When The Scotsman is agitatedly reporting a poll showing moves towards a Yes vote then you know it’s time to start believing it might happen. Not in the way that belief works as a manifestation of the dreams of the independence movement, but giving plausibility to the idea that by next October Scotland may well have taken its first steps to once again becoming a sovereign state.

This is of course great news for supporters of the Yes campaign and will not cheer Better Together and the other unionist campaign groups at all. More importantly, it requires those currently opposed to independence to seriously ready themselves for the democratic changeover and for all of Holyrood’s opposition parties (including the pro-indy Greens) to come up with a plan to beat the SNP in the first post-independence elections. If the white paper was an ‘SNP manifesto’ as many people have claimed, shouldn’t the Tories, Liberals, Labour and the Greens be making up their own manifestos for the day after?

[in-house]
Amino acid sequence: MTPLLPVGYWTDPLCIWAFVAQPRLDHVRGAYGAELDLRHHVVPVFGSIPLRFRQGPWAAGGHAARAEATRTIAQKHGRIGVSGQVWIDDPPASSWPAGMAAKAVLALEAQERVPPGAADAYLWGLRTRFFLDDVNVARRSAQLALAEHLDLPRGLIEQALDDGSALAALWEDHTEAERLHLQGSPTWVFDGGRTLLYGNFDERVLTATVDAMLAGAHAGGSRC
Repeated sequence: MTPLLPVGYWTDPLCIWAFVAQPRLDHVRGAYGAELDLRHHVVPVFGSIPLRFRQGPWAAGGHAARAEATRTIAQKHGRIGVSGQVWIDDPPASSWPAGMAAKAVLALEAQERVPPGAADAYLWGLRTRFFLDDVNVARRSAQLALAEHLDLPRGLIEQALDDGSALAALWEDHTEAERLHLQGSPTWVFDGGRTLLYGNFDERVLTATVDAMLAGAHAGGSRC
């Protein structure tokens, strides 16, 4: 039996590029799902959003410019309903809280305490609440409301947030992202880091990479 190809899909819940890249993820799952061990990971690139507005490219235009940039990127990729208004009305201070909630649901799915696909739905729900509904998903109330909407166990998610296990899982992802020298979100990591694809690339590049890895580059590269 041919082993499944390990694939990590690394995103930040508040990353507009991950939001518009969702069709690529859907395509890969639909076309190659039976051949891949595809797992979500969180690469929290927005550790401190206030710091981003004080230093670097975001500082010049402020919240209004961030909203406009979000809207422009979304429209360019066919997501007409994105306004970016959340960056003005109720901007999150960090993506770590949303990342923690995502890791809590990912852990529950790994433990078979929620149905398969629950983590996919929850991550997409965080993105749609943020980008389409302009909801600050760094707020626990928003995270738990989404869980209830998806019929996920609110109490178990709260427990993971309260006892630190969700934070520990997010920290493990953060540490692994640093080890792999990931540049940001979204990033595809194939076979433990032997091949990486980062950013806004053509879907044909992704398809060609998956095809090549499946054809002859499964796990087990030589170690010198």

Marked out as the bright young hope of Scottish Labour, what is Anas Sarwar’s Plan B? There’ll be no more Progress think tank meetings in London and probably no Sarwar family seat either. As someone who lambasts the SNP for not focusing on the issues that matter to people, can we assume that  Anas has a long list of issues to talk about the day after? Can Scottish Labour just plot UK policy onto Scotland or will they have to come up with an entirely new political project in the space of 9 months before that final UK general election of 2015? Similarly, can the Liberal Democrats recover their traditional territory without any real policy input. What are their plans on an independent Scottish energy policy? What are the Lib Dem views on currency, immigration and the broadcast media? Come a Yes vote it could be the No parties drawing up ideas on the back of a fag packet, and in a new democracy with one party making all the running that is a dangerous place to be.

The No campaign portrayal of Alex Salmond as a tinpot dictator risks becoming a reality should they not get their act together. An SNP dominated Scotland could be a self-fulfilling prophecy in the absence of any alternative vision from opposition parties, so by refusing to embrace the notion of independence at all they are playing a very dangerous game with democracy. For everybody’s sake, we should probably hope there are a stack of brown envelopes in the locked drawers of Ruth, Johann and Willie’s desks underneath all those UKOK badges.